Wednesday, August 29, 2012

If You Don't PLAN, You Don't Maximize Success

One of the most important of the 10 "P's" is the process of PLANNING.  Planning is what gives your association, or life, the sense of organization.  It allows you to work through each facet that can impact you, and prepare for it.  Remember, you need to quit planning for a future you cannot predict, and start planning for the future you WANT!  It's a totally different mindset when you pursue what you want.  Most people wonder around lost in disbelief because they can't predict the future, and forget they actually have control of many things that can help them achieve their purpose.

The key to any plan is to have it written down someplace.  If it's written down, you can be held accountable to it.  A plan without accountability is no plan at all.

When looking at your plan over time, you need to see three things:

1) Where did I want to be,
2) Where am I, and
3) A plan of attack to make up the difference quickly if there is a gap.

The problem with any planning in life or business, is many do not write them down, leaving them to wing it.  A year later, they are wondering why they are still in the same place spinning their wheels.

The key is to make a plan, write it down, and ask the three questions above throughout the plan.

Your plan should be specific enough to keep you on course towards your purpose, but agile and flexible enough to take on new opportunities that may allow you to reach your purpose quicker, or in a way you never thought possible.

There are lots of different planning styles and programs...I frankly think they over-complicate the process.  You spend 8-hours analyzing what you could have found out in about 3-hours.  After years of going through many different planning styles, I've boiled it down to a few simple steps.  I use this in both my personal life, as well as, our association planning.  Here are the steps:

Step One:  Identify Your Threats to Achieving Your Purpose

On your journey of achieving your purpose, various obstacles are going to get in the way.  They may be the economy, an ineffective boss, divorce, or a competitor.   Regardless of what they are, you need to identify what those threats are, and then determine whether they are controllable or uncontrollable.  If they are uncontrollable, write down what you should do as a contingency if it were to occur.  If it is controllable, this is where you want to put your real effort.  I have found in my life, most people are so worried about what they can't control, they forget to be 100% effective and focused in what they can control.

Step 2:  Identify the Resources You Have At Your Disposal to Achieve Your Purpose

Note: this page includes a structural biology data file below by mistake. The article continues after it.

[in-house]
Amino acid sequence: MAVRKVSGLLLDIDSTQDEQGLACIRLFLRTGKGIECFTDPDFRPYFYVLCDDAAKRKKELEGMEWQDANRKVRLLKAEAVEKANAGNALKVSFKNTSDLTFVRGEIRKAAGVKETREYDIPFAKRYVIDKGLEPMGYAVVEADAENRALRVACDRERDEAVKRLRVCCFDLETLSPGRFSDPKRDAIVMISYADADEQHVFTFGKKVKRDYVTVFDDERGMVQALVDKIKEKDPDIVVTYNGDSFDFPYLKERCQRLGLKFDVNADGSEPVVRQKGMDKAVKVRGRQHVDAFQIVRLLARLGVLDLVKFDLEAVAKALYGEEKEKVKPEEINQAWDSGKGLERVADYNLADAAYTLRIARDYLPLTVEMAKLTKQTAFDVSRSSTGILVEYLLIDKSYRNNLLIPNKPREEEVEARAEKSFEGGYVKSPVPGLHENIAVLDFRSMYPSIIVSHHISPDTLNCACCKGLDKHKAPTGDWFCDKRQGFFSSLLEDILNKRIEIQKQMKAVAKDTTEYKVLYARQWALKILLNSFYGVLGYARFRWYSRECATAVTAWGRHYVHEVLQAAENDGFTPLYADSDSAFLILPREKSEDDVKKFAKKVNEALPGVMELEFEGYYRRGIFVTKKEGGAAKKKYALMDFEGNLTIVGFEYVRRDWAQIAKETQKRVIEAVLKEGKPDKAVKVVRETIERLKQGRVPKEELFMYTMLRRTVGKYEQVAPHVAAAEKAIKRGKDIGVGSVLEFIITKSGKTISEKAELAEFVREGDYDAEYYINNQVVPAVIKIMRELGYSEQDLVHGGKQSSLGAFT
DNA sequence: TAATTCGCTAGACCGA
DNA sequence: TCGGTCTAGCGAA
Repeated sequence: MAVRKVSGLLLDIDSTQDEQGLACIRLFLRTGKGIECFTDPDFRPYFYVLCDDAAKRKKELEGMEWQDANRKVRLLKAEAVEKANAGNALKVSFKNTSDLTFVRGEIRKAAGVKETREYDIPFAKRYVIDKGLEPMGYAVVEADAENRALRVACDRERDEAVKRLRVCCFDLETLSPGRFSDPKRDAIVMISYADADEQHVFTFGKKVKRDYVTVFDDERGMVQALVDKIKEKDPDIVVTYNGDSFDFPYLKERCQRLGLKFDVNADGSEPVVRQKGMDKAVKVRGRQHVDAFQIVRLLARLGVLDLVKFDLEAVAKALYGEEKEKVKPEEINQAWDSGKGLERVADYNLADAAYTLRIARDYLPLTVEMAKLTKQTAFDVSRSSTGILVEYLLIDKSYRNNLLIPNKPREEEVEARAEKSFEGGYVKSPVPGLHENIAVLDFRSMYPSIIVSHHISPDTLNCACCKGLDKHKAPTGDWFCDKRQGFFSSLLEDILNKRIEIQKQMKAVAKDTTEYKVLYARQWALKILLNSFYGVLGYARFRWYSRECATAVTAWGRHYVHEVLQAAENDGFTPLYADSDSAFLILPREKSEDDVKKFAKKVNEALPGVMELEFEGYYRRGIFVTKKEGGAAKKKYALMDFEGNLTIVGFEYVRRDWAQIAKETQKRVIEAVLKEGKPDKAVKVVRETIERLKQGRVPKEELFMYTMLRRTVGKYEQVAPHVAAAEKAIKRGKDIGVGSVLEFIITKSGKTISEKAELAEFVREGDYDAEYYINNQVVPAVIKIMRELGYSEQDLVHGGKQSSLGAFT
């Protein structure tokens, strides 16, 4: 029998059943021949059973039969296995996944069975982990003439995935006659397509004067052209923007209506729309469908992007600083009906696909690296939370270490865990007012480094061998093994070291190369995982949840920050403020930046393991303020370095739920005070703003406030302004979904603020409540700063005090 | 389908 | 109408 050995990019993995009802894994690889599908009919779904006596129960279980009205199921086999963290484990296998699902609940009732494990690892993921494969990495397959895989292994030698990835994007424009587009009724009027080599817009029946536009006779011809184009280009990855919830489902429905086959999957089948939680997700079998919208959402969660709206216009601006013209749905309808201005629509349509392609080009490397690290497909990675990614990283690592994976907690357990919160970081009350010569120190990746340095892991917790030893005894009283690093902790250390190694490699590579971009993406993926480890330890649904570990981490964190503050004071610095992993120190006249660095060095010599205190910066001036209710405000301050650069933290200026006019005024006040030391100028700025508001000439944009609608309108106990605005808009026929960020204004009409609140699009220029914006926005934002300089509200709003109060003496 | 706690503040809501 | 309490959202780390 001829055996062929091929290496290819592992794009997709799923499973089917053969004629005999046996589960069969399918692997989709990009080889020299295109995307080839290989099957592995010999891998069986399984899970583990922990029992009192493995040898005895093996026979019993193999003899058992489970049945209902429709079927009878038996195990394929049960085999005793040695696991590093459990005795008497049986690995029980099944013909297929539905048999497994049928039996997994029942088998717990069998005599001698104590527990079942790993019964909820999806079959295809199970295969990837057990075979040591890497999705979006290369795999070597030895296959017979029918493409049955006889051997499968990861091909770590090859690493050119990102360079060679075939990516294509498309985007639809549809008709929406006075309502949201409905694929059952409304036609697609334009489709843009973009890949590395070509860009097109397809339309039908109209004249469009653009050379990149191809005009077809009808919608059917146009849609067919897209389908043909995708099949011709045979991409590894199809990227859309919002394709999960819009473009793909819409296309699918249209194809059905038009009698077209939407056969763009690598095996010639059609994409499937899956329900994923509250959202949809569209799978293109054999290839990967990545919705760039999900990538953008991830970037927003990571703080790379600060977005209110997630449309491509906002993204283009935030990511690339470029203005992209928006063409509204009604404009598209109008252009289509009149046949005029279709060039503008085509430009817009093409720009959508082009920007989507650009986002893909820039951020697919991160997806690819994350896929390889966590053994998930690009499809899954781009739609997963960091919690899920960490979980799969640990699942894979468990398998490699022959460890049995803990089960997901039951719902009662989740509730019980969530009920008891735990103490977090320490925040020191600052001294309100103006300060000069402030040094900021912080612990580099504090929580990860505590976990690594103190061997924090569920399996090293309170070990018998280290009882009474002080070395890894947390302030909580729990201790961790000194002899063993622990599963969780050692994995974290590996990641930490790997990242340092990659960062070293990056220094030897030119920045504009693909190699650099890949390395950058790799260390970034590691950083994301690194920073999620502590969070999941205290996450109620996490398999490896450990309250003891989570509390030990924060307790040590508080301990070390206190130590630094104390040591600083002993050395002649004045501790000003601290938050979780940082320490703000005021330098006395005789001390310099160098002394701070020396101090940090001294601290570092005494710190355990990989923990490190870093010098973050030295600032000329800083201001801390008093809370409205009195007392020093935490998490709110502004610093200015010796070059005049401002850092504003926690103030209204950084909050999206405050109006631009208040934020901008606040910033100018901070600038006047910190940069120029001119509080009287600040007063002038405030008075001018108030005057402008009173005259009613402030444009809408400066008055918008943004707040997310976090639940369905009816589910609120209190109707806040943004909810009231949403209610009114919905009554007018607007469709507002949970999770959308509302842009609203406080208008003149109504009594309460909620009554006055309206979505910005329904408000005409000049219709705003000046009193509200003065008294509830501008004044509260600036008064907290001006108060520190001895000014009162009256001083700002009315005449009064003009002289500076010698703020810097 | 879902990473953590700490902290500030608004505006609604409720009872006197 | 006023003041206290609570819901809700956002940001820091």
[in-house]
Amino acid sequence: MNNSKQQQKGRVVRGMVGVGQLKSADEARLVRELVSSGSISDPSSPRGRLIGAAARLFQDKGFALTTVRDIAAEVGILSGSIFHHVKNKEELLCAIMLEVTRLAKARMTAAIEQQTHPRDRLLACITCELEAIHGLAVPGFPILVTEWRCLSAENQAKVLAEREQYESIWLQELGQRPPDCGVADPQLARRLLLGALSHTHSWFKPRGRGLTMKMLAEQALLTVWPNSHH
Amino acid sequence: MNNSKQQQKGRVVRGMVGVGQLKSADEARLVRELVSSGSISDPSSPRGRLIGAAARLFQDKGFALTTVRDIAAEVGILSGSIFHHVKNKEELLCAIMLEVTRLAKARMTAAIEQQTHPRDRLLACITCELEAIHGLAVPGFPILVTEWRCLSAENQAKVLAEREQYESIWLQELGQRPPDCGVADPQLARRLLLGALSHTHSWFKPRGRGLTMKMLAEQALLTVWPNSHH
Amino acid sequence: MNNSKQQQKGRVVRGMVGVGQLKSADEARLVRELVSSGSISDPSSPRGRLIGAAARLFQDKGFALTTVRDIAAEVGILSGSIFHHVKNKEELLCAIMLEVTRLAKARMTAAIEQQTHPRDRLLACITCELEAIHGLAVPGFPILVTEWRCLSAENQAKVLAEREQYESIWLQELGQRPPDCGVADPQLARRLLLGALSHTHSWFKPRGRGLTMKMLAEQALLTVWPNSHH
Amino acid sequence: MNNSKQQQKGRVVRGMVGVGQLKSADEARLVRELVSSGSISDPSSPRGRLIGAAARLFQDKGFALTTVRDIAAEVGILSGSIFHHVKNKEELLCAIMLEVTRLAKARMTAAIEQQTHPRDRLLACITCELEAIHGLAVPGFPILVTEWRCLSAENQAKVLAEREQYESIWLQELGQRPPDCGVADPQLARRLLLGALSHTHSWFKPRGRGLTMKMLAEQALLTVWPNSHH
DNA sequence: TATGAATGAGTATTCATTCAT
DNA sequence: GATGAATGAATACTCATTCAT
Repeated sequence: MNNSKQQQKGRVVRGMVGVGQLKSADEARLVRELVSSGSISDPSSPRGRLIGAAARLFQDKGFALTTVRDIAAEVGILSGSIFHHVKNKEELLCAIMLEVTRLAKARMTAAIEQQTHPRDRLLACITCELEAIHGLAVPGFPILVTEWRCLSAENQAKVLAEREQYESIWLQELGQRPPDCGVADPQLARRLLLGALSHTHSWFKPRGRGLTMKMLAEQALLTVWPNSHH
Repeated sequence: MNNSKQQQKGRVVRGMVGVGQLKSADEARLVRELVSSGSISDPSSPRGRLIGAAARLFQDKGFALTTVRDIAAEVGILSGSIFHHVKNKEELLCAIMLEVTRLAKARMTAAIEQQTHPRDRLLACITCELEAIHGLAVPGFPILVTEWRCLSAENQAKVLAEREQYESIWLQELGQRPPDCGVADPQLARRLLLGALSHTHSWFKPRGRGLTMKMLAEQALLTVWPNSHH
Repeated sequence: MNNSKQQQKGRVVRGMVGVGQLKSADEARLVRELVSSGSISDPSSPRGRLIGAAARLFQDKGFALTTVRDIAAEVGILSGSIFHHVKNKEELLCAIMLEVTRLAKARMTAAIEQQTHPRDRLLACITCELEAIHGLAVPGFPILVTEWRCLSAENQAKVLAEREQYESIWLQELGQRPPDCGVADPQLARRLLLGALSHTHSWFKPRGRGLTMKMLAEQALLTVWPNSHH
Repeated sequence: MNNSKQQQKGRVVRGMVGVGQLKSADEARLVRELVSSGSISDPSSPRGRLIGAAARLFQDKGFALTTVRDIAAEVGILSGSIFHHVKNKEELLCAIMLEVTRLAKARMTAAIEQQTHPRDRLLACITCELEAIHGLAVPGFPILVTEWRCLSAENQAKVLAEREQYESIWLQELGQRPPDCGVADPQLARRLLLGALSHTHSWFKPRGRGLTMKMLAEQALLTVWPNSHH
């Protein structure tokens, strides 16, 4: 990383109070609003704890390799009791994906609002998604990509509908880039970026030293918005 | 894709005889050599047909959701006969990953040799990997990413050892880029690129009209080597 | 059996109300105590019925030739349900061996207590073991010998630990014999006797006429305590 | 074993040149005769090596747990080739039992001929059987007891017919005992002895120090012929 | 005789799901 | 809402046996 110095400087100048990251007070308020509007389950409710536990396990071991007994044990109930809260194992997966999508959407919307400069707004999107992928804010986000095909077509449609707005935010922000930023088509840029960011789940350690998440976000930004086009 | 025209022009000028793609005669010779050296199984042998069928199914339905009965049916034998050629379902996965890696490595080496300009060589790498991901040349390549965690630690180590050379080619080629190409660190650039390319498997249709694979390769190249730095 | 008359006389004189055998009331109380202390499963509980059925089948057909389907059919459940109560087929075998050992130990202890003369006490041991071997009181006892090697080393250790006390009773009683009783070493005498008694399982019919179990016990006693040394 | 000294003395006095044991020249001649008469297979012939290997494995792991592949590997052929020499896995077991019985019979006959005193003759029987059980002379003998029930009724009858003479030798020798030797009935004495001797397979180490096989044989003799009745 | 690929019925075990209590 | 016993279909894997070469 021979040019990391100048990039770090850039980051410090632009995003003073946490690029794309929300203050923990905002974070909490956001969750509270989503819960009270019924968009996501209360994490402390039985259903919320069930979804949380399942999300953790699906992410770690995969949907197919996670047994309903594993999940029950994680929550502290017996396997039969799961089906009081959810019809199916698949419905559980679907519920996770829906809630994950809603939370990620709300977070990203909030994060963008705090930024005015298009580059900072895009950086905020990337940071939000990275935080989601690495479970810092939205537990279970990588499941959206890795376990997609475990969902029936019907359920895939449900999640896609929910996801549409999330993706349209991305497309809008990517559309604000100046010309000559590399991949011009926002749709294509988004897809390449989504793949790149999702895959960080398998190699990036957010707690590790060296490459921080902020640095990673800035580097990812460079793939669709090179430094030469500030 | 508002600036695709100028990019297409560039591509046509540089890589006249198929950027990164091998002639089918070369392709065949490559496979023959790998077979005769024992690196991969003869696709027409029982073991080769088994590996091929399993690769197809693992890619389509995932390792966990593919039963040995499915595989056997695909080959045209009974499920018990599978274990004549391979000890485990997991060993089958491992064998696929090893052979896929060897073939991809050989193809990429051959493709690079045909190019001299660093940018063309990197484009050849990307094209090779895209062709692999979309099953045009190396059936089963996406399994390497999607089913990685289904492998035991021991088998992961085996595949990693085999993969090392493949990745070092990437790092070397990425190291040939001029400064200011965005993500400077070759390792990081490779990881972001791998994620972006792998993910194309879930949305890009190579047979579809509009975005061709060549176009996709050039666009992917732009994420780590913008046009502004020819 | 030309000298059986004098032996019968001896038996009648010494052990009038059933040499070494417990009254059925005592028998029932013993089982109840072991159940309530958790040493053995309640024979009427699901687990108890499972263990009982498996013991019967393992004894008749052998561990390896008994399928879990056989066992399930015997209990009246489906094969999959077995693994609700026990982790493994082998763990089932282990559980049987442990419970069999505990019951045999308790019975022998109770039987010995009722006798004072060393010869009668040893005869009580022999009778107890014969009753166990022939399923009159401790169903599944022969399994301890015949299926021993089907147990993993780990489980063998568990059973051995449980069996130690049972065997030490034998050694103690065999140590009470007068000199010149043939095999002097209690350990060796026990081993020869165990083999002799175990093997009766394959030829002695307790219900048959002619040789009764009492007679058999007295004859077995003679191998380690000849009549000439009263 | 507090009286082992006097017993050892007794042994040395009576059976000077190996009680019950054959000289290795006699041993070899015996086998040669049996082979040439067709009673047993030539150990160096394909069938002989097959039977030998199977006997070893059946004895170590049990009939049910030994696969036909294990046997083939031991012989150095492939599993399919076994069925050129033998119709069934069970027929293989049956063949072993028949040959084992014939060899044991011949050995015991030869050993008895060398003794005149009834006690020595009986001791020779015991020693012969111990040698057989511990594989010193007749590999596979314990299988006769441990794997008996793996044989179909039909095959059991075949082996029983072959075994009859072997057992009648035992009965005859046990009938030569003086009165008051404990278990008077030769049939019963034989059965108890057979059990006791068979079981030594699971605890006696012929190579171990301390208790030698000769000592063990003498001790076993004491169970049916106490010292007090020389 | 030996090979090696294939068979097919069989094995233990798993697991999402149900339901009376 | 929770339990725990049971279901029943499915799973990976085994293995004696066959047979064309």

These are the tools you will use to overcome the obstacles in step 1, and take advantage of opportunities that come your way.   Resources may be your job, your network of people,  or training you are involved in.  After you have a full list of resources, brainstorm what resources you need to acquire to be more effective at achieving your mission for life, or your association.  Once you have this full list, you have all the tools you need to be successful.

Step 3:  Ask Yourself Three Questions:
  1. What am I doing now that I should be doing differently?
  2. What I am not doing that I should be doing?
  3. What am I doing that I should stop doing because it's done?

After deciding what your purpose in life or business is, performing these three simple steps helps to keep you on track with minor adjustments, as opposed to waking up one day and having to create radical change because you let yourself go adrift.

I want to make one final point on planning in the area of life...this is soooo important.  I think everyone should have a plan in the areas of physical health, emotional development, spiritual growth, and financial accumulation.  I want to end on the financial accumulation issue because it is a biggie.  Many people think the illustrious notion of retirement, "just happens."  They spend their entire life having fun, and then wake up at 60 with the reality that they don't have enough saved to quit working, or have the option to enjoy life.  I want you to take a close look at the following chart.  It represents the four stages of life.  Stage one is childhood through college.  Stage two is mid 20's and early marriage.  Stage three is your mid 30's though retirement.  Stage four is actual retirement.  You spend your entire life pushing the ball of savings up the hill hoping to get to the final stage and retire.  The data at the social security office tells us that of all adults who reach 25 years of age, 69% of those people will have their ball roll all the way back down the hill at age 65, and have to depend on others for one or more of housing, healthcare, transportation, and food.

I want to highly highly encourage everyone reading this post to take the time to sit down NOW and access your financial risk plan.  Things that cause the ball to roll backwards include divorce, daughter's weddings, unexpected disability/death, taxes, job change, being fired, etc.  These are all "threats" to your idea of retirement in the future.  The earlier you put a plan in place, the less expensive it is to cover the risk and do something about it.  If you want to have a $50,000 a year income at 65, you need at least $1,000,000 in the bank.  Are you on target to have a million in savings at age 65.  If not, get serious now about a plan.

Don't let another day go by without putting some thought into where you are, where you want to be, and a plan to make up the gap if one exists.   When you are in the second half of your life, you will very happy you did.

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